When Will the Wounds Heal?


By: Wall Street Journal

A basic law of primary seasons is that the longer they go on, the nastier they get.

With Super Tuesday past, that law seems to be in full effect, especially for Democrats. Whatever else yesterday’s voting may have done, it did a good job of laying bare the divides within each party. More than that, it may have exacerbated the splits.

The Democratic fight between Sens. Barack Obama and Hillary Clinton seems certain to continue, and it is showing a clear divide between whites and blacks, between Hispanics and non-Hispanics, between women and men, and between older and younger voters.

Among Republicans, the primaries may have tilted the race toward Arizona Sen. John McCain, but they also have widened the gap between his party’s moderates, who see him as a champion, and the conservatives who have lined up behind former Massachusetts Gov. Mitt Romney or former Arkansas Gov. Mike Huckabee.

Sen. McCain may have won enough states yesterday to carry him to the nomination, but he hasn’t earned sufficiently large margins to claim a partywide mandate.

To some extent, of course, these divides are natural and predictable, and hardly unprecedented in a primary season. The question both parties face is whether the wounds the primary season is inflicting are superficial or deep, and whether they can be healed by November.

The problem for Democrats is that the race is opening up the kind of sensitive divides that go to the party’s very identity as an institution that unites races and genders.

The racial split was glaring in Georgia, where exit polls showed that roughly half the Democrats who voted were African-American, and that some 80% of them voted for Sen. Obama. And it wasn’t just Georgia. In New York, a much different kind of state, roughly six in 10 blacks went for Sen. Obama over Sen. Clinton in her home state.

The flip side of the black-white split is the white-Hispanic split. Hispanics are starting to consistently back Sen. Clinton. In the electoral crucible of California, for instance, roughly two-thirds of Hispanics went for her, exit polls showed.

There also is a less glaring split within the party between men and women, with women going for Mrs. Clinton, and older women showing more enthusiasm than younger women. Older Democrats generally are tending toward Sen. Clinton, younger ones toward Sen. Obama.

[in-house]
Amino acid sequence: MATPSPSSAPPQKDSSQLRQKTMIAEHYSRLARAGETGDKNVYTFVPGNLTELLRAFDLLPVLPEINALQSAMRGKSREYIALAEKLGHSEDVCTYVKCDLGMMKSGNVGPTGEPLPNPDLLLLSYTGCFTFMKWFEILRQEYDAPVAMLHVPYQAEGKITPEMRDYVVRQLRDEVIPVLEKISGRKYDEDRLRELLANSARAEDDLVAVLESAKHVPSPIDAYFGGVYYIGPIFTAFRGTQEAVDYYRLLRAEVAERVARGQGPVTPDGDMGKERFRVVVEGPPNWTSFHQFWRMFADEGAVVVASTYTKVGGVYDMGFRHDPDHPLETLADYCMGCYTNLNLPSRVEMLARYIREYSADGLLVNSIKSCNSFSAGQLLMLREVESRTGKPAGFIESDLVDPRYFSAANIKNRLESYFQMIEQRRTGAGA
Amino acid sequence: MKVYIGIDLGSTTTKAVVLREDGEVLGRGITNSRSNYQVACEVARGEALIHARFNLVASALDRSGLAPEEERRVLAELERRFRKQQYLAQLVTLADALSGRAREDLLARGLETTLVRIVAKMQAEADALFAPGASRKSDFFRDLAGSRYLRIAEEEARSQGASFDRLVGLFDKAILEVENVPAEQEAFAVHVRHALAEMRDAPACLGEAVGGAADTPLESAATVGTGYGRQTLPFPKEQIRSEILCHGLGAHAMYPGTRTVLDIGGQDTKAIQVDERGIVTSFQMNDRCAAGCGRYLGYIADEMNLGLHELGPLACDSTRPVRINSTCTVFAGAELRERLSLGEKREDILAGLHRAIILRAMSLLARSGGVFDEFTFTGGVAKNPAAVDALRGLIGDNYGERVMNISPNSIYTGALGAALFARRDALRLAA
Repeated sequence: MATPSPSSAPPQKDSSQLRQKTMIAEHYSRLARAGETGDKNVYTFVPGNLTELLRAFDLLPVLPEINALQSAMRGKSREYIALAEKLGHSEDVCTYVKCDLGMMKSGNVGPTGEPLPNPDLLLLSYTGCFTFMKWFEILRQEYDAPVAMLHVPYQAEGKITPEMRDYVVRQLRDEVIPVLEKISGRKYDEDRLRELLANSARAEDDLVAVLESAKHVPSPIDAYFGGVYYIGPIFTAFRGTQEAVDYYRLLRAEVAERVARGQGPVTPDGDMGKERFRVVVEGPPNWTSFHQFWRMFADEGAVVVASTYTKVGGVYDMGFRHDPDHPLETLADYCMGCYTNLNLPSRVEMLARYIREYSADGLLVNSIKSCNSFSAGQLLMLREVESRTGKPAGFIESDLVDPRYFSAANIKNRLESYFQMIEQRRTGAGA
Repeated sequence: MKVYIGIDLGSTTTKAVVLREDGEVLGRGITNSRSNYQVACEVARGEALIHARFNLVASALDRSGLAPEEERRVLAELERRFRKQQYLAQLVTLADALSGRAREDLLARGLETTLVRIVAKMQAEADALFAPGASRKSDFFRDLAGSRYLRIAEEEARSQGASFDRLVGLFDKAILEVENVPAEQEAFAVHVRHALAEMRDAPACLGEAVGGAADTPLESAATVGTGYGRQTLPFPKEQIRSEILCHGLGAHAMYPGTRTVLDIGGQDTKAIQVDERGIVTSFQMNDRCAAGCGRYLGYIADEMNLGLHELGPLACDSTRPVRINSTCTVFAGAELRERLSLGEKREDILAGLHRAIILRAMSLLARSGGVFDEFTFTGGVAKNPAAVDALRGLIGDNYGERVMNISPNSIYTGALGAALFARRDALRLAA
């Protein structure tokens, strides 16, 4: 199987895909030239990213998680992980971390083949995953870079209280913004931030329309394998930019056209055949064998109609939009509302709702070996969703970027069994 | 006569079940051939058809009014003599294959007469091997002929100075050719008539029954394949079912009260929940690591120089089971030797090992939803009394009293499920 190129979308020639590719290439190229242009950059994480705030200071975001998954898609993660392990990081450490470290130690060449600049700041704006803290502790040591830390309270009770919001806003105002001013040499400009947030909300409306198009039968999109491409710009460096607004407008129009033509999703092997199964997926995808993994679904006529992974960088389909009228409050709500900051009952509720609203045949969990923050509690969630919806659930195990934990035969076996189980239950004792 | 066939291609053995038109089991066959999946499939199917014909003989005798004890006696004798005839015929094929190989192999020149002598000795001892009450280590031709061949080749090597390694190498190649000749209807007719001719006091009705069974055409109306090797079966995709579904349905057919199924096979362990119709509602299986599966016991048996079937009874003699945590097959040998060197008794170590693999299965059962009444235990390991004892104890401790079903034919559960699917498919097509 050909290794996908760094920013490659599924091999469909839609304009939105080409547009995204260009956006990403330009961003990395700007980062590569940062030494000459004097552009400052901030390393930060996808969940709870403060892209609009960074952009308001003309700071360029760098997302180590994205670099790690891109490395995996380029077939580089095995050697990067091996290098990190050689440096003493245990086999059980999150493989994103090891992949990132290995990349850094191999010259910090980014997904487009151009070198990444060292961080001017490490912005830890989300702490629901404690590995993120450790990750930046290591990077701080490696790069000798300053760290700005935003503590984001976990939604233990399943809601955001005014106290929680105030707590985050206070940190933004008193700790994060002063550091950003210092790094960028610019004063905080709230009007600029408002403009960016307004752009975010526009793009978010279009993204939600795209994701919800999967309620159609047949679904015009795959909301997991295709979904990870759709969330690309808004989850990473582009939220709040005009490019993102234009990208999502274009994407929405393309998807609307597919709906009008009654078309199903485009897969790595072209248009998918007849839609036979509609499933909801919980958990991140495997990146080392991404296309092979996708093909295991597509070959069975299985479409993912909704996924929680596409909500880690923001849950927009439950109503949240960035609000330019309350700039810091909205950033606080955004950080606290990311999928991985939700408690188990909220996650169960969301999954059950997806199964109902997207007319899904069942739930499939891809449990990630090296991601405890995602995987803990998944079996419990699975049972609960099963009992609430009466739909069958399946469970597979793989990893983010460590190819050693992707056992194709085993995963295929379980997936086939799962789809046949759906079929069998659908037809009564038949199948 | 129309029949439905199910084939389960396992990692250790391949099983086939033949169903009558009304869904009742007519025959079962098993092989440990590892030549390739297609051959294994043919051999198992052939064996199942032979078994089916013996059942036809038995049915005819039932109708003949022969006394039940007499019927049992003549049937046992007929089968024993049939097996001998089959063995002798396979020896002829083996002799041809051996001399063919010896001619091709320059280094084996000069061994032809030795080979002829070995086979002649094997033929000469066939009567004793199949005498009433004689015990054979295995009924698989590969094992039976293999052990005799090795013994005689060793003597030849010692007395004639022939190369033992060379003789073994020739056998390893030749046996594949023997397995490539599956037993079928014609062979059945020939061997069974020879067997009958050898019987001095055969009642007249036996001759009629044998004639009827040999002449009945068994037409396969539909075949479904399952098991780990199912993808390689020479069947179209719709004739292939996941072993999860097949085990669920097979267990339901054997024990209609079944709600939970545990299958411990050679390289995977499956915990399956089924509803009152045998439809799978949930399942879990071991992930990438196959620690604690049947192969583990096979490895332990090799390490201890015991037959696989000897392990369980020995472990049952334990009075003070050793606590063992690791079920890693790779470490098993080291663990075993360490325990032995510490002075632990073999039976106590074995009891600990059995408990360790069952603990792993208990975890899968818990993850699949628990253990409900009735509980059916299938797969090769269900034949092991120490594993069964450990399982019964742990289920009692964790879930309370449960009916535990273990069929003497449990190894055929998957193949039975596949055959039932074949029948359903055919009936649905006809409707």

Among Republicans, the split that is becoming both more obvious and more nasty is between the party’s core conservatives, who often are distrustful, if not disdainful, of Sen. McCain, and more moderate party members who often are enamored of him.

It has gotten personal. Mr. Romney has come to attack Sen. McCain as not just an ersatz conservative, but one whose claims to be an heir to the Reagan legacy are dishonest. Sen. McCain has returned the favor, implying Romney policy reversals show he isn’t to be trusted. The results are visible in voting patterns: In the bellwether state of Missouri, Mr. Romney beat Sen. McCain by about 10 points among self-identified Republican conservatives, while Sen. McCain bested Mr. Romney by about 15 points among self-identified moderates. It has also become obvious that neither Sen. McCain nor Mr. Huckabee particularly likes Mr. Romney.

Now as the dust settles from Super Tuesday, the question for Republicans will be whether Mr. Romney and Mr. Huckabee fight on, in which case the wounds figure to grow deeper. Even if Sen. McCain is on his way to prevailing, the damage has been done.

In both parties, the question is what the ultimate nominees do about it — and how much the party’s rank and file actually wants to come together.

For the first steps in that direction, look for the speculation, now certain to grow, about what kind of vice-presidential selections might heal which wounds. On the Republican side, Sen. McCain and Mr. Huckabee seem to have developed a kind of mutual-admiration society, which is bound to lead to talk they may join on a ticket should Sen. McCain prevail. That surely would help Sen. McCain rebuild ties with social conservatives who still aren’t quite sure whether to trust him.

But the task for Sen. McCain still would be considerable. His strength as a candidate is his ability to reach beyond the party’s base to independents and conservative Democrats. But before he can do that, his first task will be to try to reunite and ultimately claim a conservative base that is somewhere between suspicious and hostile.

The reuniting task for Democrats ultimately may be easier. Racial divides can be particularly nasty, of course. But the best salve Democrats have to heal their wounds is simple: It is their intense, almost obsessive desire to win in a year when they think full political control of Washington is finally within their reach.

Write to Gerald Seib at jerry.seib@wsj.com

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